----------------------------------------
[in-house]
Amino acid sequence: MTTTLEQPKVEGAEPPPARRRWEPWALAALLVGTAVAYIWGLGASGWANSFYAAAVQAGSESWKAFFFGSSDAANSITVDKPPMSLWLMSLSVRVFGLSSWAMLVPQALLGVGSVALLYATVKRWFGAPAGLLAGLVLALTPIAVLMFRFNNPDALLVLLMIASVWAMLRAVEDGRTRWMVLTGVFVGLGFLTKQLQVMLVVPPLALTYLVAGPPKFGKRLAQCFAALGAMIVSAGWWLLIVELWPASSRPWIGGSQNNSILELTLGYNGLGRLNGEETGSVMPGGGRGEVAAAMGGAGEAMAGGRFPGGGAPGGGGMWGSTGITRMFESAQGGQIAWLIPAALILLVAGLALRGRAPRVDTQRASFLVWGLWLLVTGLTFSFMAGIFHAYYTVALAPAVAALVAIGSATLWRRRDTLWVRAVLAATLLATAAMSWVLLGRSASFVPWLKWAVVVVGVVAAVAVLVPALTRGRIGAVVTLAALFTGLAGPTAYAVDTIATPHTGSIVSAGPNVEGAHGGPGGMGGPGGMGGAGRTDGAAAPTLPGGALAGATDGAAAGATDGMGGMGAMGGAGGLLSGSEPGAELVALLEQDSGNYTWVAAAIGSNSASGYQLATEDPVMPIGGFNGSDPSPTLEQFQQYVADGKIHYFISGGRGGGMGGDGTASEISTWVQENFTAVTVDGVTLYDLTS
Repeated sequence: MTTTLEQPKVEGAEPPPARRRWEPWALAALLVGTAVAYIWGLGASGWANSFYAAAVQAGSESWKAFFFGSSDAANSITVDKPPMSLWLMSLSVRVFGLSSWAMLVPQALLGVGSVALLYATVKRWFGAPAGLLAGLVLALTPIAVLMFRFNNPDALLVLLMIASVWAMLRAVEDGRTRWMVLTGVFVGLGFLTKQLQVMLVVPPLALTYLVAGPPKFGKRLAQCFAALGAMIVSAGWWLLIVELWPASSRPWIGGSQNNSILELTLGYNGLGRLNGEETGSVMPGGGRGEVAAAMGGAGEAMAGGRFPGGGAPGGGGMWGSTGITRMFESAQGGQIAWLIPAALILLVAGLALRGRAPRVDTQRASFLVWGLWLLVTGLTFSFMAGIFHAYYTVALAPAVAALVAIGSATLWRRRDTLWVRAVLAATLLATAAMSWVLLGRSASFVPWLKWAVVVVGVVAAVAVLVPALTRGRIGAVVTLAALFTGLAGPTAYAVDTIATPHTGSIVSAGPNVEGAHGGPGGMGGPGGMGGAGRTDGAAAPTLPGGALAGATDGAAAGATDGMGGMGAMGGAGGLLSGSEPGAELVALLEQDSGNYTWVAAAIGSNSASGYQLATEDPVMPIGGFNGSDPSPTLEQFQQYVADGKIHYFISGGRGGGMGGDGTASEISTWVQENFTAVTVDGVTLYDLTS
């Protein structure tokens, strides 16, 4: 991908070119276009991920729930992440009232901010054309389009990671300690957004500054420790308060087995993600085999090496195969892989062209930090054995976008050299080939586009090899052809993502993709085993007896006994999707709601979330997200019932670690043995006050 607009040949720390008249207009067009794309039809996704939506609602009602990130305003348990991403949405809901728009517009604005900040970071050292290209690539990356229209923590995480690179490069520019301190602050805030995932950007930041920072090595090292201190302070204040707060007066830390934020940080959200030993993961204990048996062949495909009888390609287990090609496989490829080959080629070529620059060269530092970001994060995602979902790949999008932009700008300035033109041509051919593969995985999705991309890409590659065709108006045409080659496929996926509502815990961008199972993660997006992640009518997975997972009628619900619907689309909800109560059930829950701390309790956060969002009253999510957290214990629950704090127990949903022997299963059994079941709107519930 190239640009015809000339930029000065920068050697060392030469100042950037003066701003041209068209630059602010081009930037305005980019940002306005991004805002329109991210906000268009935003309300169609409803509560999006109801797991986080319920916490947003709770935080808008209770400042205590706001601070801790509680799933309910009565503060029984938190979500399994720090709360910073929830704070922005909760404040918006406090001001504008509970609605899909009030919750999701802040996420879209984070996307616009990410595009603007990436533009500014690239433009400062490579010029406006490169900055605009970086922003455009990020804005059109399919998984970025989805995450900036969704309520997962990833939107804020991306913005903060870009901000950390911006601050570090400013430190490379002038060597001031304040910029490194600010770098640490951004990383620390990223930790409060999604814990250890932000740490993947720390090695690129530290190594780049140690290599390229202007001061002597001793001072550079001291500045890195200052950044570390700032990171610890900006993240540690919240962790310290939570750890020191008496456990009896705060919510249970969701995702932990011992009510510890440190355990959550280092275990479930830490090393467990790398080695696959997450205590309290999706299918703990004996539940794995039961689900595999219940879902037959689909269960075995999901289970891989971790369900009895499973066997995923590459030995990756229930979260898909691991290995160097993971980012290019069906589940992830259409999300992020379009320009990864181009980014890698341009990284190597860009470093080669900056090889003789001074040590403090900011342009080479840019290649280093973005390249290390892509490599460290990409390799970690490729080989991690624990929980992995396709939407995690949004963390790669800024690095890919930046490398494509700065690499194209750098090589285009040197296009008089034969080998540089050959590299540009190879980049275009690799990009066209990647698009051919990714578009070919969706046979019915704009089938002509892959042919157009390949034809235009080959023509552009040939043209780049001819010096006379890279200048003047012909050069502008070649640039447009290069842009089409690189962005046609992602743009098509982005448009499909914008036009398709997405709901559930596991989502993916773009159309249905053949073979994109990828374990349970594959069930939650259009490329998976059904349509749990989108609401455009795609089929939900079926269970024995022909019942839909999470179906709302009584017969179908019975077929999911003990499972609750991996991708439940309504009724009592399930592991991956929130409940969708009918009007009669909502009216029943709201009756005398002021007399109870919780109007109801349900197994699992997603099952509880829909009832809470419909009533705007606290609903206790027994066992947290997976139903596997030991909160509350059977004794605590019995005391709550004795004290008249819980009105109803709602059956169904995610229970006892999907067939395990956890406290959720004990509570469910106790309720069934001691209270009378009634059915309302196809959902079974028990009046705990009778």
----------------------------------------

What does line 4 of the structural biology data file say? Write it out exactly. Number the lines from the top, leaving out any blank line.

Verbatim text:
């Protein structure tokens, strides 16, 4: 991908070119276009991920729930992440009232901010054309389009990671300690957004500054420790308060087995993600085999090496195969892989062209930090054995976008050299080939586009090899052809993502993709085993007896006994999707709601979330997200019932670690043995006050 607009040949720390008249207009067009794309039809996704939506609602009602990130305003348990991403949405809901728009517009604005900040970071050292290209690539990356229209923590995480690179490069520019301190602050805030995932950007930041920072090595090292201190302070204040707060007066830390934020940080959200030993993961204990048996062949495909009888390609287990090609496989490829080959080629070529620059060269530092970001994060995602979902790949999008932009700008300035033109041509051919593969995985999705991309890409590659065709108006045409080659496929996926509502815990961008199972993660997006992640009518997975997972009628619900619907689309909800109560059930829950701390309790956060969002009253999510957290214990629950704090127990949903022997299963059994079941709107519930 190239640009015809000339930029000065920068050697060392030469100042950037003066701003041209068209630059602010081009930037305005980019940002306005991004805002329109991210906000268009935003309300169609409803509560999006109801797991986080319920916490947003709770935080808008209770400042205590706001601070801790509680799933309910009565503060029984938190979500399994720090709360910073929830704070922005909760404040918006406090001001504008509970609605899909009030919750999701802040996420879209984070996307616009990410595009603007990436533009500014690239433009400062490579010029406006490169900055605009970086922003455009990020804005059109399919998984970025989805995450900036969704309520997962990833939107804020991306913005903060870009901000950390911006601050570090400013430190490379002038060597001031304040910029490194600010770098640490951004990383620390990223930790409060999604814990250890932000740490993947720390090695690129530290190594780049140690290599390229202007001061002597001793001072550079001291500045890195200052950044570390700032990171610890900006993240540690919240962790310290939570750890020191008496456990009896705060919510249970969701995702932990011992009510510890440190355990959550280092275990479930830490090393467990790398080695696959997450205590309290999706299918703990004996539940794995039961689900595999219940879902037959689909269960075995999901289970891989971790369900009895499973066997995923590459030995990756229930979260898909691991290995160097993971980012290019069906589940992830259409999300992020379009320009990864181009980014890698341009990284190597860009470093080669900056090889003789001074040590403090900011342009080479840019290649280093973005390249290390892509490599460290990409390799970690490729080989991690624990929980992995396709939407995690949004963390790669800024690095890919930046490398494509700065690499194209750098090589285009040197296009008089034969080998540089050959590299540009190879980049275009690799990009066209990647698009051919990714578009070919969706046979019915704009089938002509892959042919157009390949034809235009080959023509552009040939043209780049001819010096006379890279200048003047012909050069502008070649640039447009290069842009089409690189962005046609992602743009098509982005448009499909914008036009398709997405709901559930596991989502993916773009159309249905053949073979994109990828374990349970594959069930939650259009490329998976059904349509749990989108609401455009795609089929939900079926269970024995022909019942839909999470179906709302009584017969179908019975077929999911003990499972609750991996991708439940309504009724009592399930592991991956929130409940969708009918009007009669909502009216029943709201009756005398002021007399109870919780109007109801349900197994699992997603099952509880829909009832809470419909009533705007606290609903206790027994066992947290997976139903596997030991909160509350059977004794605590019995005391709550004795004290008249819980009105109803709602059956169904995610229970006892999907067939395990956890406290959720004990509570469910106790309720069934001691209270009378009634059915309302196809959902079974028990009046705990009778």